On the road in the mural, young people are running for track and cross country practice on the brick street, and there are people bicycling too.  Farmers are planting.  Kids are lining up to go to Kids ‘N’ Stuff (KNS), and the wave can be seen on the KNS building in the mural, so the KNS wave was one of the first ones to be depicted in Albion.  There are people planting flowers along Albion’s main thoroughfares, as they do every year.  This year in 2019, they will plant on the morning of the 4th Saturday of May, May 25, 2019.  They need volunteers too.  So please visit the Citizen’s to Beautify Facebook page to learn how to help plant flowers and to maintain them throughout the year.

This section of the mural shows the Citizens to  Beautify Albion planting along Albion’s thoroughfares in front of Kids N Stuff, and Albion District Library.  In the center is Victory for Kids playground that was built by Albion volunteers.  To the right is a game of T-Ball – that was invented in Albion.  We’ll show links to all of those things soon.  This River of Time mural tells the story of Albion, all in a wave.

Even the Coca Cola mural building shows a little of Albion’s Wave.

 

Mother’s Day History


juliette_flat_oval_002Albion’s Mother’s Day Founder, Juliette Calhoun Blakeley is described on a historical marker near the library,  on S. Ionia St and E. Erie.  Few people know that Juliette was also very involved in the underground railroad. Her home was one of the Underground Railroad Stations.

From Frank Passic’s history:

“The original Blakeley home stood on the southeast corner of W. Cass and S. Clinton Sts., the present site of a city parking lot across from the fire station. Mrs. Blakeley allowed her house to serve as one of the local hiding stations for the so-called “Underground Railroad” which transported fugitive slaves to safety in Canada. The entire Blakeley family was involved in the operation out of their home. The family would hide the fugitives in the bottom of their wagon under bags of grain, or covered with ears of corn, and transport them along the predetermined route.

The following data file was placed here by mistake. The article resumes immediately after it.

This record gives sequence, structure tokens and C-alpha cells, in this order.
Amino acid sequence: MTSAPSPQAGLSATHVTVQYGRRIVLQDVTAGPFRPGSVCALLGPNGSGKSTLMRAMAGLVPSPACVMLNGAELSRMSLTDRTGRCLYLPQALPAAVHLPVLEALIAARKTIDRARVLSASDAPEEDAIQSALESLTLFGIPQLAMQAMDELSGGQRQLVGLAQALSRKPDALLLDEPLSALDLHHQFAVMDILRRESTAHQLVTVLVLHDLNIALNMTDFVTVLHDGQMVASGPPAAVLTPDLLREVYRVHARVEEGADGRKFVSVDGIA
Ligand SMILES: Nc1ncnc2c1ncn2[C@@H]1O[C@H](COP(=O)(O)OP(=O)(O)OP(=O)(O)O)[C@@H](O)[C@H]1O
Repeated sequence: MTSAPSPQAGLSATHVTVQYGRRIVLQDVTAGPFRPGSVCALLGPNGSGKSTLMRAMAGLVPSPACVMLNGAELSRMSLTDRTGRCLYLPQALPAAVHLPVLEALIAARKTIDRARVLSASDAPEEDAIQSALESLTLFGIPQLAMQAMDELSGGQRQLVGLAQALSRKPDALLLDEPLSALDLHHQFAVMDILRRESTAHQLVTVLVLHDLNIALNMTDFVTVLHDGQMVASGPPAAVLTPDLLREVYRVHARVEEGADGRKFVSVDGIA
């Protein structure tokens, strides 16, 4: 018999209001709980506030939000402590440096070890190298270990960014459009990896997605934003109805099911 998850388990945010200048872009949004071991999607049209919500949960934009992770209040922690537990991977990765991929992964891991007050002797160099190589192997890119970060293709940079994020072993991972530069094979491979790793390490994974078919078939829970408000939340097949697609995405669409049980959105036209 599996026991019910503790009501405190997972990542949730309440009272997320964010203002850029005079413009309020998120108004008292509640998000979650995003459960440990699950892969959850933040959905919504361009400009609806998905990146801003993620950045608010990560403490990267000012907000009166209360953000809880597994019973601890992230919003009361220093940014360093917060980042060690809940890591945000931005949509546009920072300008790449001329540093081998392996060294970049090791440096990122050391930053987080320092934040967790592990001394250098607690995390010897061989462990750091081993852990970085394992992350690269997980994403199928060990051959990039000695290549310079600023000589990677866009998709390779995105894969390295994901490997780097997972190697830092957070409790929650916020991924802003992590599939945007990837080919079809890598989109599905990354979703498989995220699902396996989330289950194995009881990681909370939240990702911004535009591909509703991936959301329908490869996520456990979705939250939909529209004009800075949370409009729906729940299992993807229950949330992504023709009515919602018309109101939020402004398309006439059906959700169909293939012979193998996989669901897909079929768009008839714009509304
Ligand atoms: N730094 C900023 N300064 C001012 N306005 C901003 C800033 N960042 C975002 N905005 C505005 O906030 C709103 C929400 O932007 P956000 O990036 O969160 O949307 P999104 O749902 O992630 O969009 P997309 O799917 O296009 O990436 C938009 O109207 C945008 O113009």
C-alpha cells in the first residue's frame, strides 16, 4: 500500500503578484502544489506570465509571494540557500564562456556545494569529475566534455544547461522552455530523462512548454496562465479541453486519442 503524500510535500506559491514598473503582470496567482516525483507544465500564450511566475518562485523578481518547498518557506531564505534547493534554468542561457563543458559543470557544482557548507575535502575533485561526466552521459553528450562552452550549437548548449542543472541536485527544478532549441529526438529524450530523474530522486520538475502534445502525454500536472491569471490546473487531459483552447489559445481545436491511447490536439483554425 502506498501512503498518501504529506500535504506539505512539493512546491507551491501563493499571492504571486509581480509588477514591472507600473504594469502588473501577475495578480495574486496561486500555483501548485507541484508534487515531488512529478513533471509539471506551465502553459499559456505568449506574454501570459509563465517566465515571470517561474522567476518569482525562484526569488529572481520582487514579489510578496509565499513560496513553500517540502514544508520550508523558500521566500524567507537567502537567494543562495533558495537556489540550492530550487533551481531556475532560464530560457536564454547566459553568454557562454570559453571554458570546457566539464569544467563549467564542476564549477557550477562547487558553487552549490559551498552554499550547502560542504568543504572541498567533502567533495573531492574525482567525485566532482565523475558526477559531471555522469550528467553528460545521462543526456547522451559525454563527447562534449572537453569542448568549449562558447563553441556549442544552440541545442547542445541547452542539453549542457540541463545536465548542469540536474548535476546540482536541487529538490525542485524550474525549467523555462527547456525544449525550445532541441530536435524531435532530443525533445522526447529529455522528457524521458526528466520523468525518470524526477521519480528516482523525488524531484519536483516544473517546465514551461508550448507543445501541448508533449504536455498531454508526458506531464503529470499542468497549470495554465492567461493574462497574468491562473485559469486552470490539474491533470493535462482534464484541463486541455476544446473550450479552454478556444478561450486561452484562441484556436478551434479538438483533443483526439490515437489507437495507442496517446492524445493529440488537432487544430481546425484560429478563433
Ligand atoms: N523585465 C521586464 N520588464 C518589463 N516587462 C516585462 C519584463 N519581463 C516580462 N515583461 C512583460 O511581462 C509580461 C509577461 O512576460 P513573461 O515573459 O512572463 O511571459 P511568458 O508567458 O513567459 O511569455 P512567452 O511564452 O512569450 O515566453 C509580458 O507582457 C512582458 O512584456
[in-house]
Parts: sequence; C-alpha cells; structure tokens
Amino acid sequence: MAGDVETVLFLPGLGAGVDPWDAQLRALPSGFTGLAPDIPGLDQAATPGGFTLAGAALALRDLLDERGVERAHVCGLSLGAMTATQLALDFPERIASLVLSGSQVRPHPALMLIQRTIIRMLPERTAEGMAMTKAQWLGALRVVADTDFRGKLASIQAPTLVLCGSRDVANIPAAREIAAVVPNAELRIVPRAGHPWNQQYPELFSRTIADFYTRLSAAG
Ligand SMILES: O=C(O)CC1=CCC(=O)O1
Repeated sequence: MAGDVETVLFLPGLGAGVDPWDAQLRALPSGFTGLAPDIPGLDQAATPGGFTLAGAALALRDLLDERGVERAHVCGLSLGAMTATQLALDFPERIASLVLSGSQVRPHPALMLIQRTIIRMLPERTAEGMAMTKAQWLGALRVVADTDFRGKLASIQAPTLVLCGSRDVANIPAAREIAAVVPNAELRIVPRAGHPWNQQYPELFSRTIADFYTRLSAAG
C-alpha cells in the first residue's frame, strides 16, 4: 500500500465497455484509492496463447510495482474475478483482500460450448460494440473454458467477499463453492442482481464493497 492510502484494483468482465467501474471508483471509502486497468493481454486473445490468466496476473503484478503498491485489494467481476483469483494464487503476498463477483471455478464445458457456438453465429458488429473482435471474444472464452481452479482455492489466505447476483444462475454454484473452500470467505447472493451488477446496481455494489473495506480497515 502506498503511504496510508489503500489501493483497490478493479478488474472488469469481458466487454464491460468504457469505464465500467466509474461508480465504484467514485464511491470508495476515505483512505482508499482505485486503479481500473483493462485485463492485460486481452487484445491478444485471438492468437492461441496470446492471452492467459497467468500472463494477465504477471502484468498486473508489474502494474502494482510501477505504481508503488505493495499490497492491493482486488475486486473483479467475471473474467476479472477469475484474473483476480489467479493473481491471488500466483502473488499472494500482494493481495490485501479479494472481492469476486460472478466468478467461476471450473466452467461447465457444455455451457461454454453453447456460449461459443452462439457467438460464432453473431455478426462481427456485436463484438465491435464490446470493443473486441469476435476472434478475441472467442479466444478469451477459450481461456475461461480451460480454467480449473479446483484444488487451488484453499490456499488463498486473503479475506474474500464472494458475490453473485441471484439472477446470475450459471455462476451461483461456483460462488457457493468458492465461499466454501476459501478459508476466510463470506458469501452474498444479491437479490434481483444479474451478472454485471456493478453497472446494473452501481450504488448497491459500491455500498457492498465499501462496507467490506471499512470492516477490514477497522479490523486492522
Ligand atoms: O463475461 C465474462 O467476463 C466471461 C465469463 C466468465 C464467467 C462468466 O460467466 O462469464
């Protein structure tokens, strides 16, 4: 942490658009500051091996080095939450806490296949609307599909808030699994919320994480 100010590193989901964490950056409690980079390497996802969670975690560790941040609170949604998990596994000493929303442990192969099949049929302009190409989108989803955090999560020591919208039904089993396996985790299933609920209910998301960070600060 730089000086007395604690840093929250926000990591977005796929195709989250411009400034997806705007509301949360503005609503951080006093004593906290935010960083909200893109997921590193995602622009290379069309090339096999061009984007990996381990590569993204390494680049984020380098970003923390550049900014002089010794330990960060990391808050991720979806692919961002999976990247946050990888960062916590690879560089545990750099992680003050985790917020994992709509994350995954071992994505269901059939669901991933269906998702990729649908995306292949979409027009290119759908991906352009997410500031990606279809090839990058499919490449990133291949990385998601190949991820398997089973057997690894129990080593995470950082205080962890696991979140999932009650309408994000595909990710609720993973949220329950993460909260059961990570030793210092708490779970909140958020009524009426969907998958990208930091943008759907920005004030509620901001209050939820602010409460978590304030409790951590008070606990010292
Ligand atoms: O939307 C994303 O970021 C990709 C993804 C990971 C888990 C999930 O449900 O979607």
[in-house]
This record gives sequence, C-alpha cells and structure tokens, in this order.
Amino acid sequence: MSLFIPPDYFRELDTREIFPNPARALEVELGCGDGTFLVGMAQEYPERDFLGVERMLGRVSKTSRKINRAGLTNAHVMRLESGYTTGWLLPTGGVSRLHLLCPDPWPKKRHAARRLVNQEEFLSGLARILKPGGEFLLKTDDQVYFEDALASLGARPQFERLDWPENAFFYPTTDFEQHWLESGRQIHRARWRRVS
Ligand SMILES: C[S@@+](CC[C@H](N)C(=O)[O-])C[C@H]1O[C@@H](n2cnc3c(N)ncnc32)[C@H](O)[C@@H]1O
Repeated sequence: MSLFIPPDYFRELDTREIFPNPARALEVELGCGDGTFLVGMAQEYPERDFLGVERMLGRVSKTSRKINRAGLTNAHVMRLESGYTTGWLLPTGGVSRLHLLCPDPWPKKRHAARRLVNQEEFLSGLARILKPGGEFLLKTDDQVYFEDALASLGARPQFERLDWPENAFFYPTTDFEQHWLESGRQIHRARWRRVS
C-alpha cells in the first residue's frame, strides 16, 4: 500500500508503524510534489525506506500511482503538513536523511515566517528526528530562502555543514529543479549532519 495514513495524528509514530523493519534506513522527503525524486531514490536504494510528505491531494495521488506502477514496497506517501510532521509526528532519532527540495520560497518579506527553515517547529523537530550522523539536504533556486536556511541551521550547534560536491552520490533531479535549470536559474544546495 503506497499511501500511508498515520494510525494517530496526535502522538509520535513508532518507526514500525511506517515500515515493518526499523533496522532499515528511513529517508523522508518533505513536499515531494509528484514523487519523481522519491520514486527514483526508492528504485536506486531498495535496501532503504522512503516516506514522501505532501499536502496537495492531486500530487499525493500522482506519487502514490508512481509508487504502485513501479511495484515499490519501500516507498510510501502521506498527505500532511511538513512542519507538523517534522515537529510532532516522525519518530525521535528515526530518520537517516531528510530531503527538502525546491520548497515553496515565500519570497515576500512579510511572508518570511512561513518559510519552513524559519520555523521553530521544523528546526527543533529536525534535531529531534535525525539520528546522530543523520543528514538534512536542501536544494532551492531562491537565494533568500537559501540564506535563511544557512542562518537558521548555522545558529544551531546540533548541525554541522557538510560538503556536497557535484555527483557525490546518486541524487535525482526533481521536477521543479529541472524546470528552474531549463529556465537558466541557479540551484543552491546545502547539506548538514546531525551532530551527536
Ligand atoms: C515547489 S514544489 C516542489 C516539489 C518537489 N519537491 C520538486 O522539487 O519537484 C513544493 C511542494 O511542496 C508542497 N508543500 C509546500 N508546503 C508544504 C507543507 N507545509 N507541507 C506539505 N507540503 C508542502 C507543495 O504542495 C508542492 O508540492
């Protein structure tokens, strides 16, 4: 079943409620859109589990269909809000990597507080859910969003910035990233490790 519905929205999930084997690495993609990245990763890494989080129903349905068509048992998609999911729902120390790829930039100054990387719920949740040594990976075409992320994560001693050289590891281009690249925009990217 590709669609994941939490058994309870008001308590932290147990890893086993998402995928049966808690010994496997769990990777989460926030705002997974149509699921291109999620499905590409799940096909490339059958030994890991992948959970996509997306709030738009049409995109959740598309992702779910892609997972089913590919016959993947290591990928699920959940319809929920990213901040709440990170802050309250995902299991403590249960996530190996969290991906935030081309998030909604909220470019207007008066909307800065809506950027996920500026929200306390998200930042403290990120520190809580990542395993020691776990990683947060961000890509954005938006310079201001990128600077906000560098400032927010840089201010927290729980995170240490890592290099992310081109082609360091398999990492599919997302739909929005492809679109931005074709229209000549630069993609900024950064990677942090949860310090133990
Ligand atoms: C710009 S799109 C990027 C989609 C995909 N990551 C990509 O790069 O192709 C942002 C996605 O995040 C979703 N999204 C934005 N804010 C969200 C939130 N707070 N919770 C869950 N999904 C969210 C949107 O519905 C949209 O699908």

Julia’s son Charles Blakeley (1852-1935) often served as the driver. On one particular mission when he was accompanied by his father, Charles was held up by slave catchers who, in their search for fugitives, poked long sharp sticks through a visible bottom coop-type area covered by grain sacks, located under the wagon. They found no one however, because the slaves were hidden higher up under the main portion of the wagon. The artificial coop had been purposely placed there to distract the slave catchers.”

Used with permission – source: http://www.albionmich.com/history/histor_notebook/030511b.shtml

A group of Michigan Historians is tracing more of the fascinating ethnic history of this region and we hope to publish some of their findings as this site grows.

Scenic Albion Photos


Scenic Albion Michigan is fun to explore in all seasons.

Spring is in the air in Albion after Easter weekend. This photo shows a lovely sunset after a storm on Saturday, April 20, 2019. We’ll post more current photos of Albion’s beauty here. We also invite contributions and we will give full credit for any photos that we can use.

To submit photos for publishing here, please visit the Albion Michigan Arts Page on Facebook at https://www.facebook.com/albionmicharts/

Share a little info about what the photo is of. Landmarks with a pretty sky are preferred. Walk around to get the best view. We will stream the best images here.  Use the hashtag #scenicalbionmich for more sharing from Twitter.

Cultural District near the Albion River Trail

Albion has a number of culturally interesting locations near the National Historic District and near the Albion River Trail.

Occupational Monument by sculptor Ed Chesney.

Click the icon on the upper left to open a menu and to show or hide these layers on the map:

  • Art near the Albion River Trail
  • Historical Markers near downtown
  • Albion Parks and their location marked along with the  Albion River Trail.
  • Purple  Gang locations near the Albion River Trail
  • See more information on the Albion River Trail link in the upper menu.

Albion has several historic advertising murals including the iconic Coca Cola mural near Bournelis Park.

Coca-Cola mural downtown Albion

Winter, Spring, Summer and Fall are symbolized in this 56 foot long mural in downtown Albion, in the former FirstMerit Bank drivethru.

Learn more about the bank building downtown that is now available for a new type of business.
http://albionmich.net/huntington-bank-albion-branch-closes/

The remodeled bank building with the ornate cap that had to be removed in the 1960’s for the new code.

Q: Where can I preview more of Albion’s cultural destinations?

A:  Visit this link: AlbionMich.net/culture